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Connecting with Fall Turkeys

nyone who reads my stuff on My Outdoor Buddy knows I write about turkeys and turkey hunting quite often. That’s because I’ve been involved in that pastime for over 40 years, ever since the first spring season in California in 1971. I got my first tom on the first day of that hunt in San Luis Obispo County one of only nine counties open at that time.

I’d like to say that I called that big bird in, but that wasn’t the case. I bumped into him and five more toms on my way to get some lunch after hunting all morning. Oh well, regardless of how I got the tom, I knew I was hooked for good. I’ve been an avid turkey hunter ever since.

I enjoy the challenges connected to the whole process.

3 hens, photo by John Higley
Three hens I photographed in the fall when turkeys of either sex can be taken, photo by author

My favorite time to hunt turkeys is in the spring, but the annual fall season is upon us and who am I to sit this season out? Weather permitting, I’ll be out there at least a few times looking for a fall turkey to bring home. By the way, the season runs from November 14 through December 13.

The limit is one turkey of either sex per day, two per season.

As is the case in the spring, the first ingredient in the recipe for success is to hunt somewhere where you know there are some turkeys. I say that because in the fall the turkeys usually gather in flocks and they cannot be everywhere at once even in the most ideal habitat. The flocks normally consist of adult hens with poults (including young females and possibly a few young toms called jakes), flocks of jakes without hens and bachelor groups of adult toms that usually hang by themselves. The different groups intermingle at times, often where there’s food of some sort, but they eventually go their separate ways.

In the spring calling is a big deal. That’s when a tom turkey searching for hens with which to breed will often respond to hen sounds made by hunters and come searching for what he thinks is a feathered beauty flirting with him. Some hunters swear that fall calling can be just as productive as spring, and that may be true to a point. I use calling in the fall primarily to learn the whereabouts of a traveling flock, usually hens and poults, whereby I try to get in front of them and wait.

Flock of fall turkeys, photo by John Higley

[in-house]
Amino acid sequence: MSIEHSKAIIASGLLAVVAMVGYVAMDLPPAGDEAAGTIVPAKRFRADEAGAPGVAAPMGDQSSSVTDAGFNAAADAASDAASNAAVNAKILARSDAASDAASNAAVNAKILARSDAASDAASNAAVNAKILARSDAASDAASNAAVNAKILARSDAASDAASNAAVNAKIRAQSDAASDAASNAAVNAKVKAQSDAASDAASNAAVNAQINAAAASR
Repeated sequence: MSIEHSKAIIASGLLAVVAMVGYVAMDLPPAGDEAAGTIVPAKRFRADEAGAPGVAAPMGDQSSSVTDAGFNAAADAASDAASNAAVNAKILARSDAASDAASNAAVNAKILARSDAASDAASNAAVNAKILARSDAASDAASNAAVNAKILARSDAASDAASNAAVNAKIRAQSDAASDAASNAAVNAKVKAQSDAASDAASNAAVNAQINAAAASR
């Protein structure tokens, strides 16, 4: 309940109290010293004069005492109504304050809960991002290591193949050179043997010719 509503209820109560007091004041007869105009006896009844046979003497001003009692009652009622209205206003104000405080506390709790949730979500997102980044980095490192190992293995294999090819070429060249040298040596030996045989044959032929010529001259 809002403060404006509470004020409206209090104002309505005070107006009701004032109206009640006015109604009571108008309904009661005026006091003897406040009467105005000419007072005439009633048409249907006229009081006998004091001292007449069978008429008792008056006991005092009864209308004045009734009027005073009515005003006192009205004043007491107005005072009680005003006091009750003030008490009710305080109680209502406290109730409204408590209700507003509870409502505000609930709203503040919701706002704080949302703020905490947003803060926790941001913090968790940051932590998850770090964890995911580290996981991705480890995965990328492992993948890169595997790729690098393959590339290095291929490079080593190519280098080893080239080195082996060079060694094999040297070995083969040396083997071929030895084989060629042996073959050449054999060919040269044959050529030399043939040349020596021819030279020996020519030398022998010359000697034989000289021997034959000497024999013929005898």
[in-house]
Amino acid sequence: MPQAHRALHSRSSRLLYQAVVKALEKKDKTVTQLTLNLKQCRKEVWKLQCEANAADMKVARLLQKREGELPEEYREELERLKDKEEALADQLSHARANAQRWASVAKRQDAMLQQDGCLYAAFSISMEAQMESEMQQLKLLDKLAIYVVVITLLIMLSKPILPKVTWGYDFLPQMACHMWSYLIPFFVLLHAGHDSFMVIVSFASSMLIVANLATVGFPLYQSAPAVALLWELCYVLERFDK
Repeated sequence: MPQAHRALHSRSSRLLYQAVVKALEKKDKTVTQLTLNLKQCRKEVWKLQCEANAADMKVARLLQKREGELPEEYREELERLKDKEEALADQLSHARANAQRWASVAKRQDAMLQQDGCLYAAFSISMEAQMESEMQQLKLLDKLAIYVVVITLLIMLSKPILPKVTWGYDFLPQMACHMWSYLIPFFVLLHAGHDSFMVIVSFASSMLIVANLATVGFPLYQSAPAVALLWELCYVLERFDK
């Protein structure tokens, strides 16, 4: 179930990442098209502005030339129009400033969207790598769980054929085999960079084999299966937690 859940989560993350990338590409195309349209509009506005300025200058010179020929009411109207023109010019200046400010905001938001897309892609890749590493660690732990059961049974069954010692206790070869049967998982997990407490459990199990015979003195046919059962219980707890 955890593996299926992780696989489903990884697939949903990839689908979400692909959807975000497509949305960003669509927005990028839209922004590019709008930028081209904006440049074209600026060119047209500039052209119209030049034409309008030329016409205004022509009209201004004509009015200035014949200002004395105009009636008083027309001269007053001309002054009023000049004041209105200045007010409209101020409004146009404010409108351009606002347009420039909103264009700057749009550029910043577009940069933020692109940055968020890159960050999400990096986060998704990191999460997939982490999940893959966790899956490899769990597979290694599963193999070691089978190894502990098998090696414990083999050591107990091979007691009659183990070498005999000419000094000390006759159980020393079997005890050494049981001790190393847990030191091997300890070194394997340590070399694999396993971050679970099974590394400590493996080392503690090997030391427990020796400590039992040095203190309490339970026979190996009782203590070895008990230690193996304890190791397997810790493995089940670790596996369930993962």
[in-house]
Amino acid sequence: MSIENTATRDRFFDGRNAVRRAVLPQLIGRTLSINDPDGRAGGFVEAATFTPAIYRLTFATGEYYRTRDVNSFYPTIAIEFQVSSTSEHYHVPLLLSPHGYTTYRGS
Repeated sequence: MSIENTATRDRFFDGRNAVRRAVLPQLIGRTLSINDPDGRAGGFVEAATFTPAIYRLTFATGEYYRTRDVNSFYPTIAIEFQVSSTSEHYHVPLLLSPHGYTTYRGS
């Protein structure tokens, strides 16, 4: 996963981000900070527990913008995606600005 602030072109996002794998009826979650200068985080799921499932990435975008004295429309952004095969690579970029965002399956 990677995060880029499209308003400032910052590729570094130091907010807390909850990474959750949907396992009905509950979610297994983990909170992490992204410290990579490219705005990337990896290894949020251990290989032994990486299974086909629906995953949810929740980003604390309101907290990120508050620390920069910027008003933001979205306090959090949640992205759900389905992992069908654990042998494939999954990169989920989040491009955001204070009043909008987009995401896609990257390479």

One way to get a fall turkey is to intercept a flock as the birds travel from one location to another. In that scenario a bit of subtle calling may help seal the deal by bringing the birds into shotgun range.

Sometimes I call a little to egg them on and occasionally it works. I have also had good luck at times calling to jakes, which I often can identify in advance by the throaty tone of their yelps.

One approach to successful fall hunting is for the hunter to rush a flock of turkeys, usually hens and their nearly grown poults, and to set up nearby and call them back when they commence to regroup. This really works, providing the scatter is complete, and the turkeys do not depart in the same direction. Scattering normally takes some quick movement over uneven terrain and because of that it should never, ever be done with a loaded gun in hand. Never!

A lot of things play a part in the success of a fall turkey hunt beginning with your access to turkeys at this time of year, weather conditions and the available food supply. Where they’re hanging out may be dictated by which groceries they’re scarfing up at a particular time (acorns, manzanita berries or whatever).

Mark Higley with fall jake slung over his shoulders, photo by John Higley
My son Mark with a fall jake he took in the foothills of Shasta County a couple of years ago.

There’s much more to fall turkey hunting than I’ve covered here, but the main thing is for us to get outside and participate in the pastime while we can. The season is several weeks long and it’s only just begun so there’s still time to collect a wild turkey to put on the table on Thanksgiving, Christmas or anytime you can. We’re not talking Butterballs here. Wild turkeys are not broad breasted, but they lack for nothing when it comes to taste.

I roast most of the wild turkeys I kill traditionally in the oven. I stuff them with sliced apples and some onion slices and cook the dressing in a separate casserole dish. The turkey is placed breast up on a rack in a roasting pan. There’s water or chicken stock in the bottom to help keep the bird moist and catch the drippings for making gravy.

Also, I tent the turkey with foil and baste it often with chicken stock infused with melted butter.

Another thing I’ve done is roast a turkey in a turkey size brown in oven bag. At 325 degrees it takes 10 to 12 minutes per pound to roast a turkey using any method. I remove the turkey from the oven when the meat reaches 165 degrees, and allow it to sit without carving until the internal temperature rises to 170 degrees.

Obviously, this is not a cooking column. It is mainly to encourage you to get out while the getting out is good, and see what you can do with turkeys this fall. Soon I’ll practice what I preach and, yes, I’ll let you know how I do.

Author and writer John Higley is a resident of Palo Cedro. His articles have appeared in outdoor magazines hundreds of times and his columns appear regularly at Higley has written four books the latest of which “Successful Turkey Hunting” was published in May, 2014 by Skyhorse Publishing in New York. This hard cover, full color book is being sold at Barnes and Noble Book Stores and on Amazon. Autographed copies are available direct from John Higley, P.O. Box 120, Palo Cedro, CA 96073. Cost is $28.95 postage paid.


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